Celebrating the 19th Amendment During Women's History Month

March is Women's History Month. What better way to commemorate it than to take a look at the 19th Amendment to the United States Constitution?

The 19th Amendment

The 19th Amendment granted women the right to vote, also known as women's suffrage. The amendment was first introduced in Congress in 1878. It was finally passed by Congress on June 4, 1919, and ratified on August 18, 1920. So, although the women's suffrage movement began in the mid-1800's, it took nearly a century of protests and other efforts before the Constitutional milestone was finally achieved. In fact, many of the women who supported it did not live to see the final victory.

Specifically, the 19th Amendment reads as follows:

“The right of citizens of the United States to vote shall not be denied or abridged by the United States or by any state on account of sex. Congress shall have power to enforce this article by appropriate legislation.”

The Women's Suffrage Movement

Although the movement for women's rights, along with women's suffrage efforts, began prior to the Civil War, activism stalled during this period as attention turned to issues related to the war. In 1869, Elizabeth Cady Stanton and Susan B. Anthony formed the National Woman Suffrage Association (NWSA) with the goal of a federal constitutional amendment that would grant women the right to vote. (Unfortunately, Stanton died in 1902 and Anthony died in 1906, neither of them living to see their goal materialize).

President Woodrow Wilson and WWI: The Suffrage Movement Gains Momentum

When World War I started in 1914, women in eight states already had the right to vote. World War I introduced a new urgency for the right of women to vote. In 1918, President Woodrow Wilson faced a tough midterm election and had to address the issue of women's suffrage. By this time, fifteen states had already extended the right to vote to women. President Wilson changed his stance on women's suffrage and when the amendment came up for vote, he addressed the Senate in favor of suffrage. He also tied the proposed suffrage amendment to the United States’ involvement in World War I and the increased role women had played in the war efforts. Despite the President's support, the amendment proposal failed in the Senate. It was another year before Congress took up the measure again.

Although the country was divided on the amendment, with the southern states deeply opposing it, the amendment was ultimately passed by the Senate and ratified. On August 26, 1920, the 19th Amendment was certified by U.S. Secretary of State Bainbridge Colby, and women finally attained the right to vote throughout the United States. The addition of the 19th Amendment to the Constitution made the United States the twenty-seventh country in the world to give women the right to vote.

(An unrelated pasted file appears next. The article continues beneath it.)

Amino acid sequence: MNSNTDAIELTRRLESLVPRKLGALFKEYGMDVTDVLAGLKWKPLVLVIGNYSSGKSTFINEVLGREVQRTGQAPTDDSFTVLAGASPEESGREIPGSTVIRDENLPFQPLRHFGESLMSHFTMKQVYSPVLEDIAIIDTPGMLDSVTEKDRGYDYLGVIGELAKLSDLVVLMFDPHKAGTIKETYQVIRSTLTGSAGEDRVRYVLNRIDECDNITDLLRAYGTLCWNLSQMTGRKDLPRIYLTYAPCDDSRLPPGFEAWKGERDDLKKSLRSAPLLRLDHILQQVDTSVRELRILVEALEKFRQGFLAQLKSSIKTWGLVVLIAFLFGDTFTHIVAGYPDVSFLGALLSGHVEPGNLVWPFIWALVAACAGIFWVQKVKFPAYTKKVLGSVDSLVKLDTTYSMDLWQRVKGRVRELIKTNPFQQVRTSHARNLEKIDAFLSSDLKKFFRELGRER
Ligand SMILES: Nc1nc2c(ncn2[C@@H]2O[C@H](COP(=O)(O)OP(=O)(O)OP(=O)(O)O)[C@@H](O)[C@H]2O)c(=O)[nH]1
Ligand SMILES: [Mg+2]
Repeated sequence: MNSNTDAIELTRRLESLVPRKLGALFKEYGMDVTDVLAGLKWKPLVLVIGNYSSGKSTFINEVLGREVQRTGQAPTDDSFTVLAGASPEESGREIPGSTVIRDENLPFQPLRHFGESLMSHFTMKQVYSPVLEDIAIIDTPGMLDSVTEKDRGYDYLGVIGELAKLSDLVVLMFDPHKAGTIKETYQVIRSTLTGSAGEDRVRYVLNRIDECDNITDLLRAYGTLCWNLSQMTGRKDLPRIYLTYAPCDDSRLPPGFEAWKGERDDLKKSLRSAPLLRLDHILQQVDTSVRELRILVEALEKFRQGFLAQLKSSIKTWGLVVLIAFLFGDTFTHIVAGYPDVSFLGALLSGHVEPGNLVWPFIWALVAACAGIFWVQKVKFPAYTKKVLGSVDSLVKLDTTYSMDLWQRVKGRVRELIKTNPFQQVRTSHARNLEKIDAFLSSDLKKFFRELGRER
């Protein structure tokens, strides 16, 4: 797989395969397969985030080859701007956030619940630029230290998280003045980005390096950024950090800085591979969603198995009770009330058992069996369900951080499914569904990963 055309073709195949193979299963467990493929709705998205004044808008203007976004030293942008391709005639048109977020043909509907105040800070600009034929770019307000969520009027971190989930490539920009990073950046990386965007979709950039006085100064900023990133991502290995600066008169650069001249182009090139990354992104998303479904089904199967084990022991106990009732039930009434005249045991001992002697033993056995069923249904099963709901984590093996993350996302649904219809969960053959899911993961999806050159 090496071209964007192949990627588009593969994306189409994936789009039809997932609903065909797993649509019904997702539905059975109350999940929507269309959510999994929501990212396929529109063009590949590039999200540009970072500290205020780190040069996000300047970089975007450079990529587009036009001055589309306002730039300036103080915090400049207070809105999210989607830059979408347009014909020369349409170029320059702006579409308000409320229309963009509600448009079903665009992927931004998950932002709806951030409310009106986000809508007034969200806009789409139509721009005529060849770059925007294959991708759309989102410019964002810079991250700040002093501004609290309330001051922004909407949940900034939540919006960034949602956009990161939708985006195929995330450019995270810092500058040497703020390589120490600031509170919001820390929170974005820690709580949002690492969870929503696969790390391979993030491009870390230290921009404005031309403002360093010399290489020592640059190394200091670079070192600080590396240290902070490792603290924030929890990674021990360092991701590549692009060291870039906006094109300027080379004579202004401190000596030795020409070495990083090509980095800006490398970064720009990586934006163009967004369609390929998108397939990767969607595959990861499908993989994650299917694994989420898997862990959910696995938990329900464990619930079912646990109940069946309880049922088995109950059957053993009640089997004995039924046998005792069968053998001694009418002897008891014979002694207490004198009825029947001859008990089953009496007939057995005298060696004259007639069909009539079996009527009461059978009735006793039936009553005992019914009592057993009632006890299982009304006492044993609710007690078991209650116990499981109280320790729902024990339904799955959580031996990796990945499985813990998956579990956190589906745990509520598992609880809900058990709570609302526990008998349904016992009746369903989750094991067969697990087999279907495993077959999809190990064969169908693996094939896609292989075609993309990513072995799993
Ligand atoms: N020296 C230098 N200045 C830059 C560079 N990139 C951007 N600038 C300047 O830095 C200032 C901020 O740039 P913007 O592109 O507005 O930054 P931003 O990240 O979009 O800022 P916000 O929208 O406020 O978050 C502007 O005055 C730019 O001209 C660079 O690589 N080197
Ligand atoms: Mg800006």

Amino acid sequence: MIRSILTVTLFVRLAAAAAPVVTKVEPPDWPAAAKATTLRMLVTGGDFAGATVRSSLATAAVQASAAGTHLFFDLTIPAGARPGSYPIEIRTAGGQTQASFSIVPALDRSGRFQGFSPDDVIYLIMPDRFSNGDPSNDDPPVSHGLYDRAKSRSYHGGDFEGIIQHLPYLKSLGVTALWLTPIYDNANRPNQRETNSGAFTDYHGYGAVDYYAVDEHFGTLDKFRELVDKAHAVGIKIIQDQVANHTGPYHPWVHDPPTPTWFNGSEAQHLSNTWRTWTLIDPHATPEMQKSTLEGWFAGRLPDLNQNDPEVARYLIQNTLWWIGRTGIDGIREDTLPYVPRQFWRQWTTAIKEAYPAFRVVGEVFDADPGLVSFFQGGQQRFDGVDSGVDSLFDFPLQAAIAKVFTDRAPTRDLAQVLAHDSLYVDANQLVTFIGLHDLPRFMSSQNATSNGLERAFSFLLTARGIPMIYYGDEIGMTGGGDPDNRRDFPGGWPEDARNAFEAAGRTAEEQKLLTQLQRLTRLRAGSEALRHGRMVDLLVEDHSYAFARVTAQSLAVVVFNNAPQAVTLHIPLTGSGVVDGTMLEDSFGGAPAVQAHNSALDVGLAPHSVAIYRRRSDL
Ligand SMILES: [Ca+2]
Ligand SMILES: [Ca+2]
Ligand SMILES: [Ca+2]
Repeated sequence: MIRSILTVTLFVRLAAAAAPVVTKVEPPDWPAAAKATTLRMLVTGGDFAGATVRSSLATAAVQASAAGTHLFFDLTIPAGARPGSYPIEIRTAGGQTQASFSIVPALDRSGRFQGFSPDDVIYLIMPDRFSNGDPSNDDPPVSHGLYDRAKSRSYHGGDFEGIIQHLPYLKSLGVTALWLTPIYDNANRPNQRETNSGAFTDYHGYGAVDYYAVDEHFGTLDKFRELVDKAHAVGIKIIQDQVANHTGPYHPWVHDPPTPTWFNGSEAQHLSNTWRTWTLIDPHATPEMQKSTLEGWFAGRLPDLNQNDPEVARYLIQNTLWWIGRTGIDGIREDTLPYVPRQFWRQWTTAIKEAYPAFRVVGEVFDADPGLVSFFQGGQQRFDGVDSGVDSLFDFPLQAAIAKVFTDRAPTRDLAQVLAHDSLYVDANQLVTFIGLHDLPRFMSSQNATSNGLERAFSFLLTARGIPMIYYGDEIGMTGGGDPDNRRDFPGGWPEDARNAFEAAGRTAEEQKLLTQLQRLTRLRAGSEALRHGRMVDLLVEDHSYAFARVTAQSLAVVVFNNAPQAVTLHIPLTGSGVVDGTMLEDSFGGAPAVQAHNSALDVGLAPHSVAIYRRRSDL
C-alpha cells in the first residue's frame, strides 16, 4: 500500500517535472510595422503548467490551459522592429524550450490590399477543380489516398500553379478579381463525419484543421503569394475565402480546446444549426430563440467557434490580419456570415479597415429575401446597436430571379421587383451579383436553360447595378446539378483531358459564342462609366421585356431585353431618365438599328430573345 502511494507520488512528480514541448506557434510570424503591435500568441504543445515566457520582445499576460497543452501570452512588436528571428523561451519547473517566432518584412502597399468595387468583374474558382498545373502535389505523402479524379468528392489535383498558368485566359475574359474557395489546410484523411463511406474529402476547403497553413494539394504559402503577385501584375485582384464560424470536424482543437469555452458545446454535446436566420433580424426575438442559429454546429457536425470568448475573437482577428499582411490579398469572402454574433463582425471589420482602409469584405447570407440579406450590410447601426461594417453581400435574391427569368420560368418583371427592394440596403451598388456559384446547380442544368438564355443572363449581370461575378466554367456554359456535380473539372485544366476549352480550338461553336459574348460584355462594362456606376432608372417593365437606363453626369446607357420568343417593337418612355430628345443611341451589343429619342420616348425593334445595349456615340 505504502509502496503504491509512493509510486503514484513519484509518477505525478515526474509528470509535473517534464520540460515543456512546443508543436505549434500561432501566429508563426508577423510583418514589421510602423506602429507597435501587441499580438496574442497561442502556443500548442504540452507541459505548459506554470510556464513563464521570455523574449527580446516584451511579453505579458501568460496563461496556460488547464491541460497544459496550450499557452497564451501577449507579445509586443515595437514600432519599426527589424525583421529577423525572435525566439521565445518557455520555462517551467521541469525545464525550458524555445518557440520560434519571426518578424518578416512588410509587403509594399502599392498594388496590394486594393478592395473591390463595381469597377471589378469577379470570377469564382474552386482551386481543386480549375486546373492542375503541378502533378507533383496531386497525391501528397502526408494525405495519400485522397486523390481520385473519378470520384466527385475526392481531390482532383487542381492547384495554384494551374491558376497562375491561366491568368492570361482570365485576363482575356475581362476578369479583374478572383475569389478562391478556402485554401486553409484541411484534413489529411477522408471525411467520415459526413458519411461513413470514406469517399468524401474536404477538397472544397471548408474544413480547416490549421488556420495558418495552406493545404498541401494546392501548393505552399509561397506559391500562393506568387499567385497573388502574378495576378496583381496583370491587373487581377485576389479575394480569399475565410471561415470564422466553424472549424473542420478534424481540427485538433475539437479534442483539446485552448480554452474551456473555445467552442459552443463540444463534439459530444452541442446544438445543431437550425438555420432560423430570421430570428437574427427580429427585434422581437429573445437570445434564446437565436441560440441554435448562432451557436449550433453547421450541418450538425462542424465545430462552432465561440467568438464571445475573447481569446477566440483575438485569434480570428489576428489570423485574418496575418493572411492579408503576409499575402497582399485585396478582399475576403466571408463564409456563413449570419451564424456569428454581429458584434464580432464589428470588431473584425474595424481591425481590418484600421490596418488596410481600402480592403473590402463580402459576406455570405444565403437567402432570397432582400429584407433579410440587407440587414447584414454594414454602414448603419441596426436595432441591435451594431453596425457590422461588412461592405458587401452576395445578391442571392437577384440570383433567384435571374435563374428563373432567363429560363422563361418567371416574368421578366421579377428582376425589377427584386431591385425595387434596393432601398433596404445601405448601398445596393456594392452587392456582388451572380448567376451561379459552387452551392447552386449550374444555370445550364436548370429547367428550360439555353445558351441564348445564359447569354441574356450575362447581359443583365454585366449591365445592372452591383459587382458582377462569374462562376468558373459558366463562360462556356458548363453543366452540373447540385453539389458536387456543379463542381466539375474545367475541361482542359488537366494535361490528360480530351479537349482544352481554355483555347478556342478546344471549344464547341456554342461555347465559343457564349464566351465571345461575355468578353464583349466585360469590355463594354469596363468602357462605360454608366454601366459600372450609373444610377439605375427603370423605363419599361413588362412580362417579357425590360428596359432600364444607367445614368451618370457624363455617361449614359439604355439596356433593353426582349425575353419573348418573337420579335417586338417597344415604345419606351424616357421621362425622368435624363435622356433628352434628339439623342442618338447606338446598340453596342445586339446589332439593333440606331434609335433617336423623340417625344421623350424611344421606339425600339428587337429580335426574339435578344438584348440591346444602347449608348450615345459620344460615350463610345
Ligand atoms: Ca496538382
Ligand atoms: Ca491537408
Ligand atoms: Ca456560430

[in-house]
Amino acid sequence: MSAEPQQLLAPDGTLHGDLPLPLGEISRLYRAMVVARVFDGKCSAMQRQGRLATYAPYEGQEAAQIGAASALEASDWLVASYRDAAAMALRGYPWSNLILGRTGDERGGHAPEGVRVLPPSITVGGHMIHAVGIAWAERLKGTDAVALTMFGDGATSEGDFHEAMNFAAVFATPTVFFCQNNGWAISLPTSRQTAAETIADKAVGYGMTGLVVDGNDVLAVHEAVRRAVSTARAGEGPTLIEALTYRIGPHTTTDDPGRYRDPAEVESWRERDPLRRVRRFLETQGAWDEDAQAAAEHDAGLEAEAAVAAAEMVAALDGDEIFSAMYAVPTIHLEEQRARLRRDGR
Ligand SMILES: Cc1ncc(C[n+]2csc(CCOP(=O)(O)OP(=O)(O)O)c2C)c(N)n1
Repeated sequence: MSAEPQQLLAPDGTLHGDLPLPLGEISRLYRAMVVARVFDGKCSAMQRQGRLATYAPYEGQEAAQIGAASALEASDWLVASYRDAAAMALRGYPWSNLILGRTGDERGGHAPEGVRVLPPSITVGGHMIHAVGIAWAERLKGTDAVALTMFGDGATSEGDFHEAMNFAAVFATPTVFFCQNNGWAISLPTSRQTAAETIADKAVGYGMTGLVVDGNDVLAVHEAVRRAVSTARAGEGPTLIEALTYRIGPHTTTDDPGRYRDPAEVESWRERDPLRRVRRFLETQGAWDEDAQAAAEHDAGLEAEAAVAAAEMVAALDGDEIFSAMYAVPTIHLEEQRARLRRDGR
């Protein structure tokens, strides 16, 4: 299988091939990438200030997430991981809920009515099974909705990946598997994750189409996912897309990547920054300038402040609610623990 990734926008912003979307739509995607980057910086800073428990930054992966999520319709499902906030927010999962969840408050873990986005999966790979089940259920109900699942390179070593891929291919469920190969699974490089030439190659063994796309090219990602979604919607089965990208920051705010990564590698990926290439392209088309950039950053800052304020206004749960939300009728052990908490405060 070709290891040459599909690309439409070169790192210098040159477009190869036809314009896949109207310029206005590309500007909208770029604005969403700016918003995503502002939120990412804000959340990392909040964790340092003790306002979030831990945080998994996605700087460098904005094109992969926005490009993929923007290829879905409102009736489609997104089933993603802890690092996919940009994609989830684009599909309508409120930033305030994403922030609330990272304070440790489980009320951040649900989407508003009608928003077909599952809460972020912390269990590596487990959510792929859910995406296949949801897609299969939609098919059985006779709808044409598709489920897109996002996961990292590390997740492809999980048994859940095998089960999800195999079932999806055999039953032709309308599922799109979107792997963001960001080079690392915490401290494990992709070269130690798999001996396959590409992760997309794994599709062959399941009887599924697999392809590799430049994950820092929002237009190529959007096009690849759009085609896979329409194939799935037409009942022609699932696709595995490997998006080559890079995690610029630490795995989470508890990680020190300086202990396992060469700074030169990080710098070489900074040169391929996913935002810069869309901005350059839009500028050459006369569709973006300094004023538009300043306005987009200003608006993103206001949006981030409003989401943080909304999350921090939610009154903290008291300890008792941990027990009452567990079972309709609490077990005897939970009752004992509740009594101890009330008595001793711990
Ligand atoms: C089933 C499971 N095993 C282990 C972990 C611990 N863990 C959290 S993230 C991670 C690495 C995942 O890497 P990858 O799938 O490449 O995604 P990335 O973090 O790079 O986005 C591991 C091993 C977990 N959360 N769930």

The "Right to Vote"

Interestingly, although many Americans view the "right to vote" as a fundamental right, neither the original Constitution nor the Bill of Rights expressly guaranteed the right to vote. Instead, each of the states had their own rules for who could vote. The main differences among the states on who could vote had to do with land ownership, gender, and race. Some states permitted women and free black men to vote. These were controversial and highly divisive differences that would need to be resolved in order to establish a uniform standard across the country.

Other Amendments Addressing Voting

In addition to the Nineteenth Amendment, which prohibits discrimination based on sex, other constitutional amendments that address voting issues include: the Fifteenth Amendment, which prohibits racial discrimination in the vote; the Twenty-Fourth Amendment, which prohibits the use of poll taxes in national elections; and the Twenty-Sixth Amendment, which prohibits denying the vote to those over 18 years of age.

Centennial Anniversary

This August will mark the 100th anniversary of the 19th Amendment. Various groups and organizations, including lawmakers, educators, and civic associations, among others, will be recognizing and promoting the importance of the right to vote and participation in democracy.

Additional Information & Resources

For resources to help in planning commemoration activities, visit the American Bar Association website at: https://ambar.org/hqthu.

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